Eventually Every Good Businessperson Does A Catalog

““A ship in port is safe, but that’s not what ships are for.”” – Admiral Grace Hopper (1906-1992)

Sooner or later – if you are successful in business – you will consider mailing a catalog. Catalogs are alluring sales vehicles, because they are relatively inexpensive (on a per-item basis), are generally well received by prospects, are helpful in clarifying a business’s unique selling proposition, and are capable of giving you much greater brand recognition.

Whether you sell old books, cigar lighters, clothes, or furniture, a catalog can double or triple your business almost overnight. You can go from earning a living to living the high life in an amazingly short time. You can also go from local obscurity to national prominence in a flash. You can make your company a household name and even make yourself a mini celebrity.

Catalogs Never Made Me Famous, But They Were Good For My Bank Account.

A discount jewelry business I owned went from $1 million a year in sales to $9 million after we introduced a catalog. I had similar success with a line of cosmetics and perfume. Recently, I’ve been working with a few nutritional-supplement companies that are using catalogs to boost “back-end” sales (sales to their customer base).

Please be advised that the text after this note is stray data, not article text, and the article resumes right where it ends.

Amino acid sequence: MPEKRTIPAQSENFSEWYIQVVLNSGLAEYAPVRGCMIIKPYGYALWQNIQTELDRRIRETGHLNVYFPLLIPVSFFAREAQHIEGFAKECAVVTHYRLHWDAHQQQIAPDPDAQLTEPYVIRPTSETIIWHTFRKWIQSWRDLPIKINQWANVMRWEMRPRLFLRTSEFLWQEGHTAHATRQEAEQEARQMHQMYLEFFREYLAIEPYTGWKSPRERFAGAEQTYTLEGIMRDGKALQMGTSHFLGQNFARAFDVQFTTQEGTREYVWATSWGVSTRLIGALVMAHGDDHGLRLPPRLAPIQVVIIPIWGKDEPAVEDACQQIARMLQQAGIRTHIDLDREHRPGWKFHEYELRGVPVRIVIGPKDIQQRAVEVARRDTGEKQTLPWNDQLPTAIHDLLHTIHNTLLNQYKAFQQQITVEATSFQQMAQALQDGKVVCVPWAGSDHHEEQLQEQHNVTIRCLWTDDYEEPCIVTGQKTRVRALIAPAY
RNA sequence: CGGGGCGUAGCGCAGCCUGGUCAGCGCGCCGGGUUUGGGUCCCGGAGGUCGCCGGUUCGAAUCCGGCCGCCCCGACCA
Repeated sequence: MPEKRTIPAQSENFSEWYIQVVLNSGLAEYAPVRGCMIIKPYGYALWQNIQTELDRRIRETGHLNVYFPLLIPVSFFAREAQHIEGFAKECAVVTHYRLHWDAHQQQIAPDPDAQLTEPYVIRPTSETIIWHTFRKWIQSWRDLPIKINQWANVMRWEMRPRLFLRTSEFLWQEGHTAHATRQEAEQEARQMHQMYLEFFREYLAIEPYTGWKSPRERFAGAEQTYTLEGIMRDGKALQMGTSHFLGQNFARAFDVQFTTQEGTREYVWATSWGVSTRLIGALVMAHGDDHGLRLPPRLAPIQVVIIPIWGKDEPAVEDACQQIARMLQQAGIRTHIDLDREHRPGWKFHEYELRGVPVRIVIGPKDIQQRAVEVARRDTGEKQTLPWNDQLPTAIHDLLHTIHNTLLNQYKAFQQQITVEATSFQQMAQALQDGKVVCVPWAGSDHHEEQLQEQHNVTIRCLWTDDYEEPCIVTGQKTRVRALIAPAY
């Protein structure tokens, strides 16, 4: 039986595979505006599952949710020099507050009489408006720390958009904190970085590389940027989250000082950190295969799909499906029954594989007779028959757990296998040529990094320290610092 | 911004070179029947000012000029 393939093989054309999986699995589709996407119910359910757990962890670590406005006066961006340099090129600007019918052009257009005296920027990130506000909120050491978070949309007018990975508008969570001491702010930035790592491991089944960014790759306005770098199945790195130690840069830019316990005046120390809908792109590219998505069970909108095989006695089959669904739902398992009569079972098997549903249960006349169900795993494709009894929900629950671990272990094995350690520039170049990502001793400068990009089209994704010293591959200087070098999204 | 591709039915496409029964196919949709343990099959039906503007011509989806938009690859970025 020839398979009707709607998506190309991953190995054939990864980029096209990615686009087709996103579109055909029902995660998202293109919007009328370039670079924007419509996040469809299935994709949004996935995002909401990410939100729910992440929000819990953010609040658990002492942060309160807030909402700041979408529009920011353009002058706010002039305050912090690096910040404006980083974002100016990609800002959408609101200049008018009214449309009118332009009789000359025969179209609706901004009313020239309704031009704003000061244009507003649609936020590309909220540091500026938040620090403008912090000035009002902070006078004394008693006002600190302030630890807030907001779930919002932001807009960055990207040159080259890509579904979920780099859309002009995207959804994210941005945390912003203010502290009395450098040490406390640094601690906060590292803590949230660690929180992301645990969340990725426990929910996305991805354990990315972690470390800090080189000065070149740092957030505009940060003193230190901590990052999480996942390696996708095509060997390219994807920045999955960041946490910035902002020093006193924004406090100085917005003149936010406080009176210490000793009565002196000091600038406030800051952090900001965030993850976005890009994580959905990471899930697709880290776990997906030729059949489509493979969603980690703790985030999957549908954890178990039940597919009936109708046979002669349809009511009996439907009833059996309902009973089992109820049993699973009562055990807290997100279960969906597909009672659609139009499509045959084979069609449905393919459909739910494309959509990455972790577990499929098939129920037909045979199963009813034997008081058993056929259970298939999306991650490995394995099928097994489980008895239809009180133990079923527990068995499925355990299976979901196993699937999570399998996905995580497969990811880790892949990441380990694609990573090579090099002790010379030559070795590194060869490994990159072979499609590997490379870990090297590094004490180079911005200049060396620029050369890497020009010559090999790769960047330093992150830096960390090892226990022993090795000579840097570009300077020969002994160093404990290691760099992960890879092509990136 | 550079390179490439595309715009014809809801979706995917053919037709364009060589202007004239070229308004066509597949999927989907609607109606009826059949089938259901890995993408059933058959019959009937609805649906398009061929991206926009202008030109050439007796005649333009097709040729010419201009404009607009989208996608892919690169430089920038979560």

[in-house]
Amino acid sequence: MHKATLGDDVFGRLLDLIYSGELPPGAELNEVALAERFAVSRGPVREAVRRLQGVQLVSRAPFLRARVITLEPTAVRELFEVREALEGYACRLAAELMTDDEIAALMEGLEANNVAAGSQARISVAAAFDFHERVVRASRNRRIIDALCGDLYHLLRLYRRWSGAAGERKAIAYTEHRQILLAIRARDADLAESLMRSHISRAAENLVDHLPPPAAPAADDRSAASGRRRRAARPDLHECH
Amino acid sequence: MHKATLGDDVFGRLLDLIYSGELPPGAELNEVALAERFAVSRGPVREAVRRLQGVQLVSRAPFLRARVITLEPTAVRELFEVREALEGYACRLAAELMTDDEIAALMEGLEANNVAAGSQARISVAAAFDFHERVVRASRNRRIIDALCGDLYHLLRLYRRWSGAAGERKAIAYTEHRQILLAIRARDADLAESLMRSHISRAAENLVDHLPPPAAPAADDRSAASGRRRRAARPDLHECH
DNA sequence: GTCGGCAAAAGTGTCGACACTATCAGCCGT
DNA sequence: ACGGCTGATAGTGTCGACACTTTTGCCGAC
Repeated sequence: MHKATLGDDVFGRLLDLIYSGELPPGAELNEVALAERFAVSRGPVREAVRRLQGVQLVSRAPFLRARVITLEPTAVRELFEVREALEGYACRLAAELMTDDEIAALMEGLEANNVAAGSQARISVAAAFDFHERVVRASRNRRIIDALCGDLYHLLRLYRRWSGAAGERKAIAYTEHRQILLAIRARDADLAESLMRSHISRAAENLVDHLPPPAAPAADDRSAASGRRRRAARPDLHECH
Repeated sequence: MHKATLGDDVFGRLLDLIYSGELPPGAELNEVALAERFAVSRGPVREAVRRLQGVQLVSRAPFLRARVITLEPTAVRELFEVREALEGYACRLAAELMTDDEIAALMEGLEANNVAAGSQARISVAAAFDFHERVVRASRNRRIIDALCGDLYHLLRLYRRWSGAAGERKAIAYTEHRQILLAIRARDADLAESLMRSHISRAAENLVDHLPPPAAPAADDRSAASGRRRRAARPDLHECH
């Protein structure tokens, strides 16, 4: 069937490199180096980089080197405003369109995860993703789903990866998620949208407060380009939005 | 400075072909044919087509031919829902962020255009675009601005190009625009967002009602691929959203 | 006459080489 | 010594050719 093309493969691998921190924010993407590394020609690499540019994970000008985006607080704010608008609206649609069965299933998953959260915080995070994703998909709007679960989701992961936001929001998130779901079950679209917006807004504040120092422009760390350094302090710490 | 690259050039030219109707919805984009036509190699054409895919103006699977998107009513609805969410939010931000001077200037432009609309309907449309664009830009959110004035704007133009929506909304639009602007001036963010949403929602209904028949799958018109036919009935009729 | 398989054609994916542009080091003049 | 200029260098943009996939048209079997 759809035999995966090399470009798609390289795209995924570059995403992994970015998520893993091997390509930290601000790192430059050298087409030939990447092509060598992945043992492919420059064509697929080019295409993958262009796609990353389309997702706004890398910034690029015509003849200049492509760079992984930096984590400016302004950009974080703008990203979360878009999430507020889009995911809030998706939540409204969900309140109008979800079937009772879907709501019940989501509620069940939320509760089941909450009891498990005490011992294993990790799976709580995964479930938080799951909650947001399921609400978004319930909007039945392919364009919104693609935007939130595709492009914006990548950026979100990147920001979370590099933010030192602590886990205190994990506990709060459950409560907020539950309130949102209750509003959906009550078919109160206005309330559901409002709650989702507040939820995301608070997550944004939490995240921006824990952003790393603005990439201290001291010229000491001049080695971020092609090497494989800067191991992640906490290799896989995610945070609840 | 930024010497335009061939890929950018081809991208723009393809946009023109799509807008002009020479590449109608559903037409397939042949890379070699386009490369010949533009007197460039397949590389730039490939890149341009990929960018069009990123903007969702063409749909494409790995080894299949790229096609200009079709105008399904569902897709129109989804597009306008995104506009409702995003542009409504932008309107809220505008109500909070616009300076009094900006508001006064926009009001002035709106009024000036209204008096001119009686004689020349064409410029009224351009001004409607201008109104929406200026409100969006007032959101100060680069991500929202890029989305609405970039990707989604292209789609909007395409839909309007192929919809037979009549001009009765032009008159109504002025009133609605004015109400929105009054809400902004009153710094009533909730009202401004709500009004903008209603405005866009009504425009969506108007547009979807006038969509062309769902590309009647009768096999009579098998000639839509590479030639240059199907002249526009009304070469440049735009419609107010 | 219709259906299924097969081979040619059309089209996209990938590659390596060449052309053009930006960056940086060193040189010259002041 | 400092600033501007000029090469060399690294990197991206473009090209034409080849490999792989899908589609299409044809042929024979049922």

Of course, like most business propositions, high rewards are accompanied by high risks. Preparing a catalog is time-consuming and potentially very expensive. And it is relatively easy to lose money unless you know what you are doing.

It’s Not Cheap To Break Into The Catalog Business.

If you are looking for good pricing (and you should), before you commit to a certain format, make sure that you have interviewed a number of printers who specialize in catalogs. The presses that do catalog work are sophisticated and fast-changing. And different catalogs (and different quantities) require different types of presses.

Figure on spending a hundred grand to launch your catalog. You can spend half that much if your market is well-defined and you have a good sense of your products (which ones are selling well, etc.). But it’s nearly impossible to spend less than 50 grand because there is a lot of set-up cost in terms of photography, item selection and copywriting.

There is one way you can test the waters – more or less – relatively inexpensively. If you have a significant customer base – thousands of names – you can mail a four- or eight-page mini-catalog to them. This you could do for about a dollar a person, not counting start-up costs. This won’t tell you if you can be a big-time catalog mogul, but it will get your feet wet. And if it works, you might be able to make enough money from it to fund a real catalog test.

In future messages, I’ll discuss specific techniques to make your catalog successful. Tomorrow, I’ll tell you how to get started.